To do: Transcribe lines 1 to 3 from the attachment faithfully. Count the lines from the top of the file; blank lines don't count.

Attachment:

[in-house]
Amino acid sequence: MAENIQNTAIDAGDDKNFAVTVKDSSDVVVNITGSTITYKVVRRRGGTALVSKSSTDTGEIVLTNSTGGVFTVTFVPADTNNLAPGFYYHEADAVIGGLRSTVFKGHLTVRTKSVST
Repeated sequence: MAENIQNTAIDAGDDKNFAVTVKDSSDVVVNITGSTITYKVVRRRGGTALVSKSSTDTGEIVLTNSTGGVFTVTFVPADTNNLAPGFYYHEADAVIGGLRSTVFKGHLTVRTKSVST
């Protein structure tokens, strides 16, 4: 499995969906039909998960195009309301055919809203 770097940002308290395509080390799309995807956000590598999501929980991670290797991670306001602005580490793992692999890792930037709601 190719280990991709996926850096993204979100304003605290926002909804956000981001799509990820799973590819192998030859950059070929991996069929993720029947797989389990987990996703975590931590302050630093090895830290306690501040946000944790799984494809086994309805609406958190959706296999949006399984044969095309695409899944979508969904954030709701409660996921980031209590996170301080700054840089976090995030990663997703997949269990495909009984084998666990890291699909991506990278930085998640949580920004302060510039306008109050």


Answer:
[in-house]
Amino acid sequence: MAENIQNTAIDAGDDKNFAVTVKDSSDVVVNITGSTITYKVVRRRGGTALVSKSSTDTGEIVLTNSTGGVFTVTFVPADTNNLAPGFYYHEADAVIGGLRSTVFKGHLTVRTKSVST
Repeated sequence: MAENIQNTAIDAGDDKNFAVTVKDSSDVVVNITGSTITYKVVRRRGGTALVSKSSTDTGEIVLTNSTGGVFTVTFVPADTNNLAPGFYYHEADAVIGGLRSTVFKGHLTVRTKSVST